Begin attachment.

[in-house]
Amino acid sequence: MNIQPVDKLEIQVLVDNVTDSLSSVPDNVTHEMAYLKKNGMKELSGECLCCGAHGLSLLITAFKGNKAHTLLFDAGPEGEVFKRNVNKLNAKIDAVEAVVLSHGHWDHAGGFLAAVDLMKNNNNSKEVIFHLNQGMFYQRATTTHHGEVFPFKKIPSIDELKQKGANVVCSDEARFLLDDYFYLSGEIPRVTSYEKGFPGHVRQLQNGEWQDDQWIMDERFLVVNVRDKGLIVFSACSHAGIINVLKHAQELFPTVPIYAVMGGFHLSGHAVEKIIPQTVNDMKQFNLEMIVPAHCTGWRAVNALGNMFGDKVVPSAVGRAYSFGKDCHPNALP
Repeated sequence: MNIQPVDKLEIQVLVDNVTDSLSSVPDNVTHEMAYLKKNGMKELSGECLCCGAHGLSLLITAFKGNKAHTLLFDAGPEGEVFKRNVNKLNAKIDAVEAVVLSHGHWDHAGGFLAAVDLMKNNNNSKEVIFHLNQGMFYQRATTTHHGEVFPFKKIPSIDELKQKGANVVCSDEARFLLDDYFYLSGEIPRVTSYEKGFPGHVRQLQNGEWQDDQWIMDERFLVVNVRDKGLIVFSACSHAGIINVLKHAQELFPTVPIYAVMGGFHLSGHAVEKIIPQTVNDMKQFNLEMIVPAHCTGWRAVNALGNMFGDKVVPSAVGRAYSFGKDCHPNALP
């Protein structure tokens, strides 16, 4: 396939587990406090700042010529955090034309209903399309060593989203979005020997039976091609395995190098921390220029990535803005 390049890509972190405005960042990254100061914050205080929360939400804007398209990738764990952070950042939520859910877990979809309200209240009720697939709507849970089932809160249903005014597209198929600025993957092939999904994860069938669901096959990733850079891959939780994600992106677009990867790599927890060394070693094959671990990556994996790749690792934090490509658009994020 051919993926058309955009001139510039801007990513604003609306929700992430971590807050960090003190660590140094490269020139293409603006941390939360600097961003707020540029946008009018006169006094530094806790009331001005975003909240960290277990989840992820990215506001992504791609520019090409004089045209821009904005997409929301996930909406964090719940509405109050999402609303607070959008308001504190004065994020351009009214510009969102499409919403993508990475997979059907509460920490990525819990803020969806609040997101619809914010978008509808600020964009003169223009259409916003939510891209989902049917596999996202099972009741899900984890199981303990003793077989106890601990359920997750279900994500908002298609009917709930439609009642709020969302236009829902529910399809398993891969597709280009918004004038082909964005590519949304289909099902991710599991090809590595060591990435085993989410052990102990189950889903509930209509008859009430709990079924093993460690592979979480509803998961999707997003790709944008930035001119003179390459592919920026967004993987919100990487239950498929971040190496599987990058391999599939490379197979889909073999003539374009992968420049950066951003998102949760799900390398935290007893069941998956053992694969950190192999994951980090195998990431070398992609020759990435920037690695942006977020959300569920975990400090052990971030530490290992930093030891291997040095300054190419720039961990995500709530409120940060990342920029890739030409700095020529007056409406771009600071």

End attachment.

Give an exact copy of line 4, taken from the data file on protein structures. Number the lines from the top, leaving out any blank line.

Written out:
């Protein structure tokens, strides 16, 4: 396939587990406090700042010529955090034309209903399309060593989203979005020997039976091609395995190098921390220029990535803005 390049890509972190405005960042990254100061914050205080929360939400804007398209990738764990952070950042939520859910877990979809309200209240009720697939709507849970089932809160249903005014597209198929600025993957092939999904994860069938669901096959990733850079891959939780994600992106677009990867790599927890060394070693094959671990990556994996790749690792934090490509658009994020 051919993926058309955009001139510039801007990513604003609306929700992430971590807050960090003190660590140094490269020139293409603006941390939360600097961003707020540029946008009018006169006094530094806790009331001005975003909240960290277990989840992820990215506001992504791609520019090409004089045209821009904005997409929301996930909406964090719940509405109050999402609303607070959008308001504190004065994020351009009214510009969102499409919403993508990475997979059907509460920490990525819990803020969806609040997101619809914010978008509808600020964009003169223009259409916003939510891209989902049917596999996202099972009741899900984890199981303990003793077989106890601990359920997750279900994500908002298609009917709930439609009642709020969302236009829902529910399809398993891969597709280009918004004038082909964005590519949304289909099902991710599991090809590595060591990435085993989410052990102990189950889903509930209509008859009430709990079924093993460690592979979480509803998961999707997003790709944008930035001119003179390459592919920026967004993987919100990487239950498929971040190496599987990058391999599939490379197979889909073999003539374009992968420049950066951003998102949760799900390398935290007893069941998956053992694969950190192999994951980090195998990431070398992609020759990435920037690695942006977020959300569920975990400090052990971030530490290992930093030891291997040095300054190419720039961990995500709530409120940060990342920029890739030409700095020529007056409406771009600071």